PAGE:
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Sabermetric Fielding: Adam Everett’s Legendary 2006

Posted by Neil Paine on May 12, 2010

(Note: All of the data in this post was obtained from the new Baseball-Reference Fielding Stats.)

Sometimes a player has a season so magnificent that it becomes truly legendary. A batting example would be Babe Ruth's 1920, when he had more home runs by himself than any other team in the American League. For basestealers, Rickey Henderson's 130-steal 1982 campaign has gone down in history as the most prolific in modern history. And for pitchers, you have Pedro Martinez's 2000, when he posted a 1.74 ERA in a league where the average was 4.91. All of these feats have been justifiably lionized over the years for their brilliance, but where's the love for the greatest fielding performance of the postwar era?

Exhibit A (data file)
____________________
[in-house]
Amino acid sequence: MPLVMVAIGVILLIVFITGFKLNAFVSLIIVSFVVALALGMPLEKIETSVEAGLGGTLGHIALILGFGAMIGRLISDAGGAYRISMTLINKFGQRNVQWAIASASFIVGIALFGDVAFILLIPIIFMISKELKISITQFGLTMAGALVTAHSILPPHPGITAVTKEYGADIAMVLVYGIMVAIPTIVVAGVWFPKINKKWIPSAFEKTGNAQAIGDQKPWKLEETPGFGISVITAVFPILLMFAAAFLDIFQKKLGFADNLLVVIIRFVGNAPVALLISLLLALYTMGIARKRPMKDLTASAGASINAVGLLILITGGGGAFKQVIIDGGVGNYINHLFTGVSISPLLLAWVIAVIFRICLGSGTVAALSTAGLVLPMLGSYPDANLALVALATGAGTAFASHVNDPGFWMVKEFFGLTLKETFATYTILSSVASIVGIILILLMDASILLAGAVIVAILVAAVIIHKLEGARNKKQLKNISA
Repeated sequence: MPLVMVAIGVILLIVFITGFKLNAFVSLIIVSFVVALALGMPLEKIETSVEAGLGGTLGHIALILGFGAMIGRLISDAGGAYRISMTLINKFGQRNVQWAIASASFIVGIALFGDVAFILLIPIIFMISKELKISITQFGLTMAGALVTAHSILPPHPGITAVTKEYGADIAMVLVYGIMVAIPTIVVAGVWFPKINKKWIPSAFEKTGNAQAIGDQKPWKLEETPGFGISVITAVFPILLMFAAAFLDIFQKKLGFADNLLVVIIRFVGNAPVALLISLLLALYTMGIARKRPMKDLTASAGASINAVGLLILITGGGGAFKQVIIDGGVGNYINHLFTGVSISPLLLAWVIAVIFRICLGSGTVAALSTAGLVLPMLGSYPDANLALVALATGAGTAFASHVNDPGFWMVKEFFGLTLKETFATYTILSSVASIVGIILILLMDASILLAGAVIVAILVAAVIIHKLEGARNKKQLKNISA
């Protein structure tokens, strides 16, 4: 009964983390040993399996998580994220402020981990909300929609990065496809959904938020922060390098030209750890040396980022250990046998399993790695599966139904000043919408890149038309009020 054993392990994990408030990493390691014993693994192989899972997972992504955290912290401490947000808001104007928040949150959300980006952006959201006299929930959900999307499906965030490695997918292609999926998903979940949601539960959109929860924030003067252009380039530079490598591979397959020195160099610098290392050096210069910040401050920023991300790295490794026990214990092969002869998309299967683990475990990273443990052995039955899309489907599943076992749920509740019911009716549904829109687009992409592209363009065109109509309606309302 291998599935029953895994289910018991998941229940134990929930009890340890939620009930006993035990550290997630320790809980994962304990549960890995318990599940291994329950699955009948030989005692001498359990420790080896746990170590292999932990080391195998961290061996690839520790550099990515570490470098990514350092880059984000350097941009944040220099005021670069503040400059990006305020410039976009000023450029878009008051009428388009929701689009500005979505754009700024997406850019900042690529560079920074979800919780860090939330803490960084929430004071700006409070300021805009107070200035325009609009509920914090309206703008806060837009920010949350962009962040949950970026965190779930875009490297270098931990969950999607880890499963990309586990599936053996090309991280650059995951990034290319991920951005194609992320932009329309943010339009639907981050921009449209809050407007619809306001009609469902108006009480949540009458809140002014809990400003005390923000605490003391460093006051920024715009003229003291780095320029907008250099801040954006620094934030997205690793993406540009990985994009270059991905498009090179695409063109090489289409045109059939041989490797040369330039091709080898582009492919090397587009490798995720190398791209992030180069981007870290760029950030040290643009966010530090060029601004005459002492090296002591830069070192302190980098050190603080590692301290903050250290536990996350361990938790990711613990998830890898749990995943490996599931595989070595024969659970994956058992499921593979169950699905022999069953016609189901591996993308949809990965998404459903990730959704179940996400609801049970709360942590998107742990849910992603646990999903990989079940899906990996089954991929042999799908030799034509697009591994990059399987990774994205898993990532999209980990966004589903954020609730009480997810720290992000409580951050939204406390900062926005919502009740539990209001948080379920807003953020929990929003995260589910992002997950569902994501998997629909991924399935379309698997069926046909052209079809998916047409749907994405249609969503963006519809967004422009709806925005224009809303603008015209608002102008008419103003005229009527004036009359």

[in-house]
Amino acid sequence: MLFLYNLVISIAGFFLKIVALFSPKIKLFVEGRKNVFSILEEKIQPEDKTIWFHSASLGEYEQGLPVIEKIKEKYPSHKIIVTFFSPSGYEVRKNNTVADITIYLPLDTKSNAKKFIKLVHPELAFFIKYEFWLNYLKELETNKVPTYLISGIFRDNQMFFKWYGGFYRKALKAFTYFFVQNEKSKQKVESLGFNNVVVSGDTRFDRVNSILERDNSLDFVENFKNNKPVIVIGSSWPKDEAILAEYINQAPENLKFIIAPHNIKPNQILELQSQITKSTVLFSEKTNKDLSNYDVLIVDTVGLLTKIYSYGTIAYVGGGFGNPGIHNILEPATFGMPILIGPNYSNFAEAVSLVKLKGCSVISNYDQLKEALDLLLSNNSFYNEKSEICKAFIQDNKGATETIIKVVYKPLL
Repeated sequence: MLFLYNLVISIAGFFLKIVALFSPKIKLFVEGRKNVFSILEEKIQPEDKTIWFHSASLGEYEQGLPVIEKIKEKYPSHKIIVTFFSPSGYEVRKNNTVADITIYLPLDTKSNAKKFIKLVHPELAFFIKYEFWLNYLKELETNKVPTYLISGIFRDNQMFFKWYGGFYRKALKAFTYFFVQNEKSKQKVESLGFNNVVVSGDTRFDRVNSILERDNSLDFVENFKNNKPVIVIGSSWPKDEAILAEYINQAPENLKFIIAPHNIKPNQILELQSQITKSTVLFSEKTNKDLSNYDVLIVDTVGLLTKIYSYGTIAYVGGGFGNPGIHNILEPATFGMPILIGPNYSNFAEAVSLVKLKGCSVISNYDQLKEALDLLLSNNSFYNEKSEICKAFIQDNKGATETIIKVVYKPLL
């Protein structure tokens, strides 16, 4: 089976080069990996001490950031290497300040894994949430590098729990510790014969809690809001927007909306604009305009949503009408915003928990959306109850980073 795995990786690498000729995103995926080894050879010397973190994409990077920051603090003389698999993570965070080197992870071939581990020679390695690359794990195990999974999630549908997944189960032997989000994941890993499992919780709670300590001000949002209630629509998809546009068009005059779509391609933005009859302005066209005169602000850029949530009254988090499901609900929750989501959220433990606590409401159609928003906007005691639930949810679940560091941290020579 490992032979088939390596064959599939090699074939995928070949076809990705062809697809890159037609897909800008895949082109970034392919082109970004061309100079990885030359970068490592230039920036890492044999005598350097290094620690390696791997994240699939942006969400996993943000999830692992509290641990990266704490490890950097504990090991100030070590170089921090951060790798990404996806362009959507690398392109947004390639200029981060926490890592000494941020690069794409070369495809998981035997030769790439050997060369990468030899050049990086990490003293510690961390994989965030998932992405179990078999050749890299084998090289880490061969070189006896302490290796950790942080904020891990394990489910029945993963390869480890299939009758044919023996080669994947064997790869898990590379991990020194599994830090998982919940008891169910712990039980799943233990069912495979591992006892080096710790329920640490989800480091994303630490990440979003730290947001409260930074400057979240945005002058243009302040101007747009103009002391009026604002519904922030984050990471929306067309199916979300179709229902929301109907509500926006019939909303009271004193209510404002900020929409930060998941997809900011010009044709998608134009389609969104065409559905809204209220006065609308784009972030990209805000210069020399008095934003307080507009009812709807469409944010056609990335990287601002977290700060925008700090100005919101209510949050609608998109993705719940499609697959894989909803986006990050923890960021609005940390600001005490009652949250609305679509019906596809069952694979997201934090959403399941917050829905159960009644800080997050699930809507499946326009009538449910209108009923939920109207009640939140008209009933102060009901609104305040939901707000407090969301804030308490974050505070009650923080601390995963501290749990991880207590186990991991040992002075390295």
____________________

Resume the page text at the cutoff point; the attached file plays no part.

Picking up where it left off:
I'm talking, of course, about Adam Everett's 2006 season, the greatest fielding season in terms of runs above positional average since 1952:

Rank Player (age that year) Total Zone Runs Year Throws
1 Adam Everett (29) 40 2006 R
2 Darin Erstad (28) 39 2002 L
3 Jose Cruz (29) 38 2003 R
4 Andruw Jones (22) 36 1999 R
5 Mark Belanger (31) 35 1975 R
Andruw Jones (21) 35 1998 R
7 Rey Ordonez (28) 33 1999 R
Brooks Robinson+ (31) 33 1968 R
9 Ken Griffey (26) 32 1996 L
Brooks Robinson+ (30) 32 1967 R
Ozzie Smith+ (34) 32 1989 R
Robin Ventura (30) 32 1998 R
13 Brandon Inge (29) 31 2006 R
Jim Piersall (26) 31 1956 R
Randy Winn (35) 31 2009 R
16 Buddy Bell (27) 30 1979 R
Clete Boyer (24) 30 1961 R
Darin Erstad (25) 30 1999 L
Graig Nettles (26) 30 1971 R
Aurelio Rodriguez (22) 30 1970 R
21 Adrian Beltre (25) 29 2004 R
Willie Davis (24) 29 1964 L
Darin Erstad (26) 29 2000 L
Bobby Grich (24) 29 1973 R